The purpose of these studies was to examine the effects of electroacupuncture (EA) Zusanli (ST36) on release of nitric oxide (NO) in the gracile nucleus (GN) and determine if functional neuropathic changes were modified by EA ST36-induced NO in the nucleus in Zucker diabetic fatty (ZDF) rats. The foot withdrawal responses to mechanical, thermal and cold stimuli were measured before and after EA stimulation. A microdialysis probe was implanted in the GN and dialysate samples were collected 20 min before, during and after EA ST36. Total nitrate and nitrite (NOx−) concentrations in the samples were quantified by using chemiluminescence. The baseline dialysate NOx− concentrations in the GN were decreased in ZDF rats compared to lean control (LC) rats (P < .05). In ZDF rats, dialysate NOx− releases in the GN were markedly increased during EA ST36, whereas in LC rats, the releases were moderately enhanced at 20–40 min after EA ST36. The withdrawal latencies to mechanical, cold and thermal stimuli were significantly improved 20 min after EA ST36 both in LC and ZDF rats, but not altered by non-acupoint stimulation. The withdrawal latencies to EA ST36 were further potentiated by 3-morpholinyl-sydnoneimine and inhibited by NG-Propyl-l-arginine infused into the GN in ZDF rats (P < .05). These results show that EA ST36 increases NO release in the GN, and NO in the nucleus modifies withdrawal latencies to mechanical, cold, and thermal nociception stimuli. Data suggest that EA ST36 induces NO release in the GN, which contributes to improvement of sensory neuropathies in rats.
Phagocytes such as neutrophils play a vital role in host defense against microbial pathogens. The anti-microbial function of neutrophils is based on the production of superoxide anion (O2•-), which generates other microbicidal reactive oxygen species (ROS) and release of antimicrobial peptides and proteins. The enzyme responsible for O2•- production is called the NADPH oxidase or respiratory burst oxidase. This multicomponent enzyme system is composed of two transmembrane proteins (p22phox and gp91phox, also called NOX2, which together form the cytochrome b558) and four cytosolic proteins (p47phox, p67phox, p40phox and a GTPase Rac1 or Rac2), which assemble at membrane sites upon cell activation. NADPH oxidase activation in phagocytes can be induced by a large number of soluble and particulate agents. This process is dependent on the phosphorylation of the cytosolic protein p47phox. p47phox is a 390 amino acids protein with several functional domains: one phox homology (PX) domain, two src homology 3 (SH3) domains, an auto-inhibitory region (AIR), a proline rich domain (PRR) and has several phosphorylated sites located between Ser303 and Ser379. In this review, we will describe the structure of p47phox, its phosphorylation and discuss how these events regulate NADPH oxidase activation.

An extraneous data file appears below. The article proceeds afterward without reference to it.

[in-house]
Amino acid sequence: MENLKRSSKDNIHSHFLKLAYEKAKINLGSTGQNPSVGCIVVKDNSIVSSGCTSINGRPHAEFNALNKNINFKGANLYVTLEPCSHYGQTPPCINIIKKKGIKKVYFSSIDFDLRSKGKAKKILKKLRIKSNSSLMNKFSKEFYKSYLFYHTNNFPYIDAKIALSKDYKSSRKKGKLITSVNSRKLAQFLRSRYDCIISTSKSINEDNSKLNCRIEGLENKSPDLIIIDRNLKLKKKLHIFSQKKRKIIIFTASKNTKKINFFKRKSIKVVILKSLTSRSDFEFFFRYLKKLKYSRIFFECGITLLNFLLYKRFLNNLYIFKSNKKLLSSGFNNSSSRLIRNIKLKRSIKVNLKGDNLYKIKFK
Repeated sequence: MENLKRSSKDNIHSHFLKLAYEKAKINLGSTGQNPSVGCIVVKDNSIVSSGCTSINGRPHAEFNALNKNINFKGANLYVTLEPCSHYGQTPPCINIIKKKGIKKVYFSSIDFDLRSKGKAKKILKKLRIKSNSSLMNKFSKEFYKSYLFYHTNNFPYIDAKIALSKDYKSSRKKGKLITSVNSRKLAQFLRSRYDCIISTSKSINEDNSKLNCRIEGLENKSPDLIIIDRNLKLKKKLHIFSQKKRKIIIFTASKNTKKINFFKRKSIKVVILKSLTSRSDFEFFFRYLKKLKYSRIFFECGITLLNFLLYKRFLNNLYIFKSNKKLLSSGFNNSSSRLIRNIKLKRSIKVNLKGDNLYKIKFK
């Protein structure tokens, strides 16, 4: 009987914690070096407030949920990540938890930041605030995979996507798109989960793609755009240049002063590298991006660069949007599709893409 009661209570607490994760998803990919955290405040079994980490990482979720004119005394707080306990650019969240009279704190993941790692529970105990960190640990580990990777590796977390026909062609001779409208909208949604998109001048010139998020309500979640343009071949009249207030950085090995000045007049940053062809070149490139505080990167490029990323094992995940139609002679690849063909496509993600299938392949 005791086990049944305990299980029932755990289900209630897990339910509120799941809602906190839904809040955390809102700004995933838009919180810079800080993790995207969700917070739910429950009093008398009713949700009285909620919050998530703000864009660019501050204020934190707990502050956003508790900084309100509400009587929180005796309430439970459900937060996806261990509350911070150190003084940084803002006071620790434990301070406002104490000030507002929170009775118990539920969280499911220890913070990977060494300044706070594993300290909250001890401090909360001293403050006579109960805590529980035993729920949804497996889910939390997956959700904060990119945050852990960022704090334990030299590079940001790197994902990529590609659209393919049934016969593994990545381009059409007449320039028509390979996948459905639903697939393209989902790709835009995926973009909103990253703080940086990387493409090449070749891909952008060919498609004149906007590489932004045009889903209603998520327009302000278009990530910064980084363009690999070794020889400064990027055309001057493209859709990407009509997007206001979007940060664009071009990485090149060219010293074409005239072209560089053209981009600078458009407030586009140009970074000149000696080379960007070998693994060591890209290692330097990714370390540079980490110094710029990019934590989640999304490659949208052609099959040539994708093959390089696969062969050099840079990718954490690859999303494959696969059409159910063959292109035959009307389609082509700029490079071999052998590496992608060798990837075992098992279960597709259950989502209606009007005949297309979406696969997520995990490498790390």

CYBB protein, human; NADPH oxidase; neutrophil cytosolic factor 1; neutrophils; phosphorylation; reactive oxygen species; review
NADPH oxidases are a family of enzymes that generate reactive oxygen species (ROS). The NOX1 (NADPH oxidase 1) and NOX2 oxidases are the major sources of ROS in the artery wall in conditions such as hypertension, hypercholesterolaemia, diabetes and ageing, and so they are important contributors to the oxidative stress, endothelial dysfunction and vascular inflammation that underlies arterial remodelling and atherogenesis. In this Review, we advance the concept that compared to the use of conventional antioxidants, inhibiting NOX1 and NOX2 oxidases is a superior approach for combating oxidative stress. We briefly describe some common and emerging putative NADPH oxidase inhibitors. In addition, we highlight the crucial role of the NADPH oxidase regulatory subunit, p47phox, in the activity of vascular NOX1 and NOX2 oxidases, and suggest how a better understanding of its specific molecular interactions may enable the development of novel isoform-selective drugs to prevent or treat cardiovascular diseases.